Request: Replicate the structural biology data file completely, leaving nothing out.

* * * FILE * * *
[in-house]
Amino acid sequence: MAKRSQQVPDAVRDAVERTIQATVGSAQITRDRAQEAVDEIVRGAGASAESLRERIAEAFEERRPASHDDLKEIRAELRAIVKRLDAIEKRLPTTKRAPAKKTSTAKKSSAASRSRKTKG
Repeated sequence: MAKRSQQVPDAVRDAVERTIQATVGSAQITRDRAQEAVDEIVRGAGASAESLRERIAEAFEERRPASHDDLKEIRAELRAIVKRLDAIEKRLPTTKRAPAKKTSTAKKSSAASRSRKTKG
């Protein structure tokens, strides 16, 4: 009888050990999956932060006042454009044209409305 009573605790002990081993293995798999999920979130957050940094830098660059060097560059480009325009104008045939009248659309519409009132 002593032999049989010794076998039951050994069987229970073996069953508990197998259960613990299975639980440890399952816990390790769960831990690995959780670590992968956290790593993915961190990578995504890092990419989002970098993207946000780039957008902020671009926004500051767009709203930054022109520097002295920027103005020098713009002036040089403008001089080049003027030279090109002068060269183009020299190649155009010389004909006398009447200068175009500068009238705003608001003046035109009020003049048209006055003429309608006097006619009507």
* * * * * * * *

[in-house]
Amino acid sequence: MAKRSQQVPDAVRDAVERTIQATVGSAQITRDRAQEAVDEIVRGAGASAESLRERIAEAFEERRPASHDDLKEIRAELRAIVKRLDAIEKRLPTTKRAPAKKTSTAKKSSAASRSRKTKG
Repeated sequence: MAKRSQQVPDAVRDAVERTIQATVGSAQITRDRAQEAVDEIVRGAGASAESLRERIAEAFEERRPASHDDLKEIRAELRAIVKRLDAIEKRLPTTKRAPAKKTSTAKKSSAASRSRKTKG
């Protein structure tokens, strides 16, 4: 009888050990999956932060006042454009044209409305 009573605790002990081993293995798999999920979130957050940094830098660059060097560059480009325009104008045939009248659309519409009132 002593032999049989010794076998039951050994069987229970073996069953508990197998259960613990299975639980440890399952816990390790769960831990690995959780670590992968956290790593993915961190990578995504890092990419989002970098993207946000780039957008902020671009926004500051767009709203930054022109520097002295920027103005020098713009002036040089403008001089080049003027030279090109002068060269183009020299190649155009010389004909006398009447200068175009500068009238705003608001003046035109009020003049048209006055003429309608006097006619009507």